Durrelliott - News Source For Teenagers
close
Trending News

Names That Are Unfamiliar to You Aren’t “Hard,” They’re “Unpracticed”


In this op-ed, N’Jameh Camara explains why it’s not her name that’s difficult, it’s the attitudes of those unwilling to learn it that are.

Growing up in the United States, I often hear that my name is “hard” to pronounce: N’Jameh (IPA: ˈndʒeɪ me or ‘njeɪ meɪ). It is a Gambian name conferred by my father, whose lyrical, West African accent rounds the vowels and punctuates the consonants into inertia. And yet, the syllables that tether my heritage to The Gambia seem strangely unable to make the voyage to my American life. The name I carry with me looks for harbor in the mouths of colleagues — even friendly acquaintances — and sometimes gets lost. My parents did not name me with evil grins and hands wringing: “We are going to make her name hard for everyone to utter!” They named me out of boundless love. In that love is a pride of culture and heritage. And yet, my name is treated like a white elephant in society — an exotic interruption to the conversation among Kristins and Emilies, whose names may be forgettable, but most assuredly don’t make a stir.

I feel the weight of others passing their inability to learn my name onto me like a heavy stone. On it is an inscription that says, “Your problem, not mine,” and I have grown exhausted from the message. It’s time to change the conversation around “difficult” names, and to explore our accountability for learning the names of those around us.

I am sometimes in situations where my name is simply not spoken after weeks of interaction with an individual. As an actor, this happens in the rehearsal room and outside of it. I do not mean that people mispronounce my name. I’m talking about fellow actors, leaders of the creative team and crew members calling me “Hey” or not saying my name at all, after several weeks. It all begins simply enough. When asked, “How do you say your name?” at the audition, I pronounce it, and those in the room say it back, in a little call-and-response repartee. Their attempts are usually correct, but, by the first rehearsal, amnesia sets in.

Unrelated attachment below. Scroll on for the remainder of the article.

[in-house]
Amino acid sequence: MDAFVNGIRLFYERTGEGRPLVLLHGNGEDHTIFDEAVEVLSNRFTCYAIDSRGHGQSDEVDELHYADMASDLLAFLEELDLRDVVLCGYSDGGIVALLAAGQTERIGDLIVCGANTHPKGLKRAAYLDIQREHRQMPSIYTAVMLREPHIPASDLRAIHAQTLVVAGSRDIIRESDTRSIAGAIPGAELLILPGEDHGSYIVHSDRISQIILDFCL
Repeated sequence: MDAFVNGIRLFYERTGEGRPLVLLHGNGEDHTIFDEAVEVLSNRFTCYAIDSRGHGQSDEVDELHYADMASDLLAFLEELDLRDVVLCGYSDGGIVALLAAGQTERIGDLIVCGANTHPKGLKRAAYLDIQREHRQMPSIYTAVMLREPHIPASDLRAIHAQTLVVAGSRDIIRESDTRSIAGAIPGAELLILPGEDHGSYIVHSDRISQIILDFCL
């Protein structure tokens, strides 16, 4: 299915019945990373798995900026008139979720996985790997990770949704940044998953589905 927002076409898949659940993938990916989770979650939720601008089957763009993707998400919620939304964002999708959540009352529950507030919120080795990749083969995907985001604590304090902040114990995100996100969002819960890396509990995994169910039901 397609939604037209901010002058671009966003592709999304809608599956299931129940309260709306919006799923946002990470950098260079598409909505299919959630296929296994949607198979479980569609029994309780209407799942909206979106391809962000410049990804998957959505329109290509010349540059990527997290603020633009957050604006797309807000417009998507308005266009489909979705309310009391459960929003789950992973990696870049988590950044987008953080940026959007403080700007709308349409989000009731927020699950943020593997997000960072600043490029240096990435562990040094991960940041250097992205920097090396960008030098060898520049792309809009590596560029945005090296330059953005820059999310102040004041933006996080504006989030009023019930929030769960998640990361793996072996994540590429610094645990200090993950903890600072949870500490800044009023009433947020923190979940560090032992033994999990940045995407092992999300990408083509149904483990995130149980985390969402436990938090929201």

Too often, I’ve felt the awkward “Good to see you again” when a director didn’t commit my name to memory at the callback. Because of experiences like this, I have learned to reintroduce myself repeatedly on day one of rehearsal. The ability to be genuine and relational precedes all other obligations of an actor — of a person, really. To know and say each other’s name is an absolute requirement for crossing the limen of connection, and to a performance that channels life.

Maybe it’s excusable to forget any name at first, but after a week, a few weeks, even a month, that excuse runs out. There is a moment in time when it is no longer the responsibility of a person to teach their name. The choice made by many not to learn my name renders me invisible. It seeds disappointment and erodes my normally jovial spirit. In these moments, my mind races with questions. Should I have gone by a nickname? Should I confront them? Will I be labeled as too “difficult” if I do?

Like so much in American life, the experience of being named and known is also bound up with issues of race, class and gender. It exists in the systems of how we socialize and interact with each other. For a white person to suggest that a colleague of color adapt their name to make it easier for others in the work environment (“Oh, your name is Masahiko? Mind if we just call you Hiko?”), is an aggression that infers it is socially acceptable for one individual to put a nickname upon another for their convenience. This kind of aggression can largely fly under the radar because our country was built on the backs of people whose names were shortened or erased. The suggestion to shorten Masahiko’s name does not come from the intention of love or respect. It comes from the notion that it’s two syllables too long, an inconvenience for the mouth. If Masahiko changed their name to “Sandra,” this upholds a kind of white supremacy, displayed in ethnocentrisms, that can largely go unquestioned. If anything, it can be encouraged. This is more insidious and socially acceptable than white hoods and neo-Nazi graffiti, but communicates clearly that “white names” are easier and more desirable than names which stretch our understanding of who we — as a cast, an office, a neighborhood, a nation — are.



Source link

Tags : ArenthardNamesTeenTheyreTrending NewsUnfamiliarUnpracticed
DE TEAM

The author DE TEAM

Leave a Response

Durrelliott - News Source For Teenagers